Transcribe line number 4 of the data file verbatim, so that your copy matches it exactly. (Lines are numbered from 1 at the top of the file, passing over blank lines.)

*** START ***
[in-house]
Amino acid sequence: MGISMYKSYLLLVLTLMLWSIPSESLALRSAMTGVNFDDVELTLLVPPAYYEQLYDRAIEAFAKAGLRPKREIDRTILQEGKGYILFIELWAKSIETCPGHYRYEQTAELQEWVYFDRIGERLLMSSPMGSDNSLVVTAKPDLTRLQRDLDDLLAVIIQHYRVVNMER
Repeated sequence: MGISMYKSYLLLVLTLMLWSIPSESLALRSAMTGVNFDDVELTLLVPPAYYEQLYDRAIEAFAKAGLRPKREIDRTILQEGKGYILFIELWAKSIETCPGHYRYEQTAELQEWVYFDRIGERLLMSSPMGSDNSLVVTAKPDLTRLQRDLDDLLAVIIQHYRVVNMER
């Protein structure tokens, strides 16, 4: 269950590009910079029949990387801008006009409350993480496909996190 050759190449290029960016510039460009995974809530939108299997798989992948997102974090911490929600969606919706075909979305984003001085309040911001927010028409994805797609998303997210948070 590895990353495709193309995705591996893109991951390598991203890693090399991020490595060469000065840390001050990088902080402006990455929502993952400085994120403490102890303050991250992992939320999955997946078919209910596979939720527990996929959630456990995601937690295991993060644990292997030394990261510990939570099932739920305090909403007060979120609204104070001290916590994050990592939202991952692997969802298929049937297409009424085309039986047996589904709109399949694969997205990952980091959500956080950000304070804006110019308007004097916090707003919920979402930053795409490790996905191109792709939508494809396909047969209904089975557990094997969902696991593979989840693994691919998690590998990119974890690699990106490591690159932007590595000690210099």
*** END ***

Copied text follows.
């Protein structure tokens, strides 16, 4: 269950590009910079029949990387801008006009409350993480496909996190 050759190449290029960016510039460009995974809530939108299997798989992948997102974090911490929600969606919706075909979305984003001085309040911001927010028409994805797609998303997210948070 590895990353495709193309995705591996893109991951390598991203890693090399991020490595060469000065840390001050990088902080402006990455929502993952400085994120403490102890303050991250992992939320999955997946078919209910596979939720527990996929959630456990995601937690295991993060644990292997030394990261510990939570099932739920305090909403007060979120609204104070001290916590994050990592939202991952692997969802298929049937297409009424085309039986047996589904709109399949694969997205990952980091959500956080950000304070804006110019308007004097916090707003919920979402930053795409490790996905191109792709939508494809396909047969209904089975557990094997969902696991593979989840693994691919998690590998990119974890690699990106490591690159932007590595000690210099």